Imaginative Drawing is a beginning-level drawing class. It is one of my favorite classes to teach, and I’ll teach it again this spring at the Lawrence Arts Center. This class begins on Tuesday, March 19, 2024, and meets each Tuesday evening for eight weeks, from 6:30 to 8:30 pm.
The class is based on drawing prompts and exercises that we do together each week in our own sketchbook-journals. By the end of the eight-week session, we’ll use what we’ve learned to begin creating a drawing-related work of art in any medium we choose, as a finished piece.
For the first few weeks of class, we’ll explore drawing as making expressive marks on a page using all kinds of pens, pencils, and other mark-makers. We’ll make comic-style “timed” drawings as a way to doodle, and we’ll also doodle by building up a series of spontaneous lines that eventually turn into pictures and patterns. We’ll “noodle” our doodles, using a controlled hand to create a finished look by adding color, texture, and shading. We’ll make drawings that are based on observation, drawing the objects and people that we see, as we see them. We’ll consider how observational-drawing informs imaginative-drawing, and vice-versa.
Sometimes we’ll draw at drawing “stations” where we choose from a menu of exercise options, staying for as little or as long as we want to at a station. These sorts of exercises will focus on stretching, distorting, or abstracting images that we’ll draw from observation. On a different station-day we’ll explore the use of “randomness” as the basis for making something new: random squiggles on a page, random cracks in the sidewalk, or random shapes of clouds can provide the building blocks for making faces, creatures, or monsters. Each week we learn something new about the creative process. Along the way we’ll ask the question, Where do creative ideas come from? We’ll engage exercises that seem to get to the heart of creativity, bringing disparate ideas together in ways that are new. We’ll also learn about how to keep a sketchbook-journal, using artist Corita Kent’s focus on the journal as a “sense diary,” and cartoonist Lynda Barry’s “daily diary” formats to bring words and images together. Towards the end of the eight-week session, we’ll discuss composition, that is, how to arrange the elements in our drawings with attention to the drawing as a whole. We’ll then imagine a drawing that we would like to make, plan it, and make it.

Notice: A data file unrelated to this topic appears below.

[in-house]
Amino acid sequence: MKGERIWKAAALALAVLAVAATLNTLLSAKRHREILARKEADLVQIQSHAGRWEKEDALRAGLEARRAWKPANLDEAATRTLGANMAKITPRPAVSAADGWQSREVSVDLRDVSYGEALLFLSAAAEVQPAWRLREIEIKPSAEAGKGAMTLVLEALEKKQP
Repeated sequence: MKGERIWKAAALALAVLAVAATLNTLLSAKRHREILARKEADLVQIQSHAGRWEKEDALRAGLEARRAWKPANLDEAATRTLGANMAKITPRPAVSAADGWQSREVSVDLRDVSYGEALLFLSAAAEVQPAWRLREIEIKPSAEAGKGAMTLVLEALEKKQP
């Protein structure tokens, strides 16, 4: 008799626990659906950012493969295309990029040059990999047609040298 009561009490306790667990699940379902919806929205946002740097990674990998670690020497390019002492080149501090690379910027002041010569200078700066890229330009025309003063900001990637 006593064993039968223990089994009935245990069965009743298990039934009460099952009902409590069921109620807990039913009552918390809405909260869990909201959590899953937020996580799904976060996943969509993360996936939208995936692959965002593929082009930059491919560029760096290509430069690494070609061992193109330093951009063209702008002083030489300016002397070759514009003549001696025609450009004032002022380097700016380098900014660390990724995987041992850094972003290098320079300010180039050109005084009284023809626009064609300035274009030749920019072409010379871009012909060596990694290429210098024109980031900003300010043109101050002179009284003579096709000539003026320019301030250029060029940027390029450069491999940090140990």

A writer-friend who took Imaginative Drawing several years ago recently said about this class on Facebook: “Take this class! About two hours ago, I pulled out my sketchbook from the class. It is part brain health, part creativity, part stress relief.” And I would contend that the class is also a way for students to build confidence in their drawing abilities and to learn imaginative drawing skills to be used in art forms as different as comics and quilting.
I strive to create a warm atmosphere where students will feel encouraged and comfortable drawing in ways that are new. While I encourage students to share their work with others in class, because there is so much to learn from each other’s experiments, I also make it clear that no one is ever required to share; “passing” is always an option. And homework is optional, too.
Register now for the Spring session, beginning the third week of March. Senior discounts and financial aid are available. Register either on-line or at the Lawrence Arts Center, 940 New Hampshire St., Lawrence, KS, phone 785.843.2787. To register for “Imaginative Drawing” on-line, go here.